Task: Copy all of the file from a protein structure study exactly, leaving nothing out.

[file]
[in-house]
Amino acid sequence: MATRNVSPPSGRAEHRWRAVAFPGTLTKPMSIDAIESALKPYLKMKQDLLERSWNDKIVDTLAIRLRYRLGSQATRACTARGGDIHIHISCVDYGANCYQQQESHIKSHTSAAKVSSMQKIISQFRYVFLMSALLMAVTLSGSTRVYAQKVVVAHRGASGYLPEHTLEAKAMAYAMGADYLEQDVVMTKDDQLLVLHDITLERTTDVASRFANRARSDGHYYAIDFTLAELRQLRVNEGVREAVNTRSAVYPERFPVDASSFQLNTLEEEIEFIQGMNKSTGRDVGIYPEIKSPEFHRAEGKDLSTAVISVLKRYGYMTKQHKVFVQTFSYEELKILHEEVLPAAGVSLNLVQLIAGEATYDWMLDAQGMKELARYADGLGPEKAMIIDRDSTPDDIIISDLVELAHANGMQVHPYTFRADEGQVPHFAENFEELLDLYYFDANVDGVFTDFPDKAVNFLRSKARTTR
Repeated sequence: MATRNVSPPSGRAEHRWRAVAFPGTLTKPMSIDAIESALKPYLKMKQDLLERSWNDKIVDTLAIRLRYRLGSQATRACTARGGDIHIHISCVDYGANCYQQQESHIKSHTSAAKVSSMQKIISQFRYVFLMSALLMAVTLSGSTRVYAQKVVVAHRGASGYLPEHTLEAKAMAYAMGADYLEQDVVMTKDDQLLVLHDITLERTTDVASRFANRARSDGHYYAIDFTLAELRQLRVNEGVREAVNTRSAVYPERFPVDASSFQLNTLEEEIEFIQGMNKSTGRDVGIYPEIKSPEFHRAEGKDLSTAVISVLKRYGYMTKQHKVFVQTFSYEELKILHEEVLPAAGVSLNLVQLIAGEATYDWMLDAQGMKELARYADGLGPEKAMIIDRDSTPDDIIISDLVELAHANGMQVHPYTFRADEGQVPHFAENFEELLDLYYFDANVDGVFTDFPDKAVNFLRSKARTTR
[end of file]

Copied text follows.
[in-house]
Amino acid sequence: MATRNVSPPSGRAEHRWRAVAFPGTLTKPMSIDAIESALKPYLKMKQDLLERSWNDKIVDTLAIRLRYRLGSQATRACTARGGDIHIHISCVDYGANCYQQQESHIKSHTSAAKVSSMQKIISQFRYVFLMSALLMAVTLSGSTRVYAQKVVVAHRGASGYLPEHTLEAKAMAYAMGADYLEQDVVMTKDDQLLVLHDITLERTTDVASRFANRARSDGHYYAIDFTLAELRQLRVNEGVREAVNTRSAVYPERFPVDASSFQLNTLEEEIEFIQGMNKSTGRDVGIYPEIKSPEFHRAEGKDLSTAVISVLKRYGYMTKQHKVFVQTFSYEELKILHEEVLPAAGVSLNLVQLIAGEATYDWMLDAQGMKELARYADGLGPEKAMIIDRDSTPDDIIISDLVELAHANGMQVHPYTFRADEGQVPHFAENFEELLDLYYFDANVDGVFTDFPDKAVNFLRSKARTTR
Repeated sequence: MATRNVSPPSGRAEHRWRAVAFPGTLTKPMSIDAIESALKPYLKMKQDLLERSWNDKIVDTLAIRLRYRLGSQATRACTARGGDIHIHISCVDYGANCYQQQESHIKSHTSAAKVSSMQKIISQFRYVFLMSALLMAVTLSGSTRVYAQKVVVAHRGASGYLPEHTLEAKAMAYAMGADYLEQDVVMTKDDQLLVLHDITLERTTDVASRFANRARSDGHYYAIDFTLAELRQLRVNEGVREAVNTRSAVYPERFPVDASSFQLNTLEEEIEFIQGMNKSTGRDVGIYPEIKSPEFHRAEGKDLSTAVISVLKRYGYMTKQHKVFVQTFSYEELKILHEEVLPAAGVSLNLVQLIAGEATYDWMLDAQGMKELARYADGLGPEKAMIIDRDSTPDDIIISDLVELAHANGMQVHPYTFRADEGQVPHFAENFEELLDLYYFDANVDGVFTDFPDKAVNFLRSKARTTR